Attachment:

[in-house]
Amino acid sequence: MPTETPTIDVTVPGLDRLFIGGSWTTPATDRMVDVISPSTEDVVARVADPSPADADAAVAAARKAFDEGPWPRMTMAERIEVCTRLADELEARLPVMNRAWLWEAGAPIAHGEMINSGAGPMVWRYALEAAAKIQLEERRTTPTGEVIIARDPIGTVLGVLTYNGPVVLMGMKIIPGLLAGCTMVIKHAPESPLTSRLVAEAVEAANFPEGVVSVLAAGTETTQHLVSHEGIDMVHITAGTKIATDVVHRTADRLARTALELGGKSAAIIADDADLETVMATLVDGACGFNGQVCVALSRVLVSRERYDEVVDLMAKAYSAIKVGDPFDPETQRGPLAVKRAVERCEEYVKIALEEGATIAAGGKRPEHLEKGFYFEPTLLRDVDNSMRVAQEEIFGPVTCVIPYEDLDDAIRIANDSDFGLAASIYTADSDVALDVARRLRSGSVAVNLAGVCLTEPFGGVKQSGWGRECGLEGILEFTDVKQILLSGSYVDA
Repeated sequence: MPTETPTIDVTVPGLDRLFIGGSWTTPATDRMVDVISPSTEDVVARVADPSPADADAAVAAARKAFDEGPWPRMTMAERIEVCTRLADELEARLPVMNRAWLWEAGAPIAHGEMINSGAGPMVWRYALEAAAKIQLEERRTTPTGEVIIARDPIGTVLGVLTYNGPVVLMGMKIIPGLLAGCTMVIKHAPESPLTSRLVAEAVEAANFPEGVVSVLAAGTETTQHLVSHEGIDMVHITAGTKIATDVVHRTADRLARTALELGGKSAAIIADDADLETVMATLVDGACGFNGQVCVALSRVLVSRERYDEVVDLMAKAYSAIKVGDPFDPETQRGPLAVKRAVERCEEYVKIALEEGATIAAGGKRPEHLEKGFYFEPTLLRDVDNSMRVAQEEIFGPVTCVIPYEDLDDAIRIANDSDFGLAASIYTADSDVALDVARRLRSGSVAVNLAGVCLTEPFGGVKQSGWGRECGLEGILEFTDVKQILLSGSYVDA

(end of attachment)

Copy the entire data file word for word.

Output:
[in-house]
Amino acid sequence: MPTETPTIDVTVPGLDRLFIGGSWTTPATDRMVDVISPSTEDVVARVADPSPADADAAVAAARKAFDEGPWPRMTMAERIEVCTRLADELEARLPVMNRAWLWEAGAPIAHGEMINSGAGPMVWRYALEAAAKIQLEERRTTPTGEVIIARDPIGTVLGVLTYNGPVVLMGMKIIPGLLAGCTMVIKHAPESPLTSRLVAEAVEAANFPEGVVSVLAAGTETTQHLVSHEGIDMVHITAGTKIATDVVHRTADRLARTALELGGKSAAIIADDADLETVMATLVDGACGFNGQVCVALSRVLVSRERYDEVVDLMAKAYSAIKVGDPFDPETQRGPLAVKRAVERCEEYVKIALEEGATIAAGGKRPEHLEKGFYFEPTLLRDVDNSMRVAQEEIFGPVTCVIPYEDLDDAIRIANDSDFGLAASIYTADSDVALDVARRLRSGSVAVNLAGVCLTEPFGGVKQSGWGRECGLEGILEFTDVKQILLSGSYVDA
Repeated sequence: MPTETPTIDVTVPGLDRLFIGGSWTTPATDRMVDVISPSTEDVVARVADPSPADADAAVAAARKAFDEGPWPRMTMAERIEVCTRLADELEARLPVMNRAWLWEAGAPIAHGEMINSGAGPMVWRYALEAAAKIQLEERRTTPTGEVIIARDPIGTVLGVLTYNGPVVLMGMKIIPGLLAGCTMVIKHAPESPLTSRLVAEAVEAANFPEGVVSVLAAGTETTQHLVSHEGIDMVHITAGTKIATDVVHRTADRLARTALELGGKSAAIIADDADLETVMATLVDGACGFNGQVCVALSRVLVSRERYDEVVDLMAKAYSAIKVGDPFDPETQRGPLAVKRAVERCEEYVKIALEEGATIAAGGKRPEHLEKGFYFEPTLLRDVDNSMRVAQEEIFGPVTCVIPYEDLDDAIRIANDSDFGLAASIYTADSDVALDVARRLRSGSVAVNLAGVCLTEPFGGVKQSGWGRECGLEGILEFTDVKQILLSGSYVDA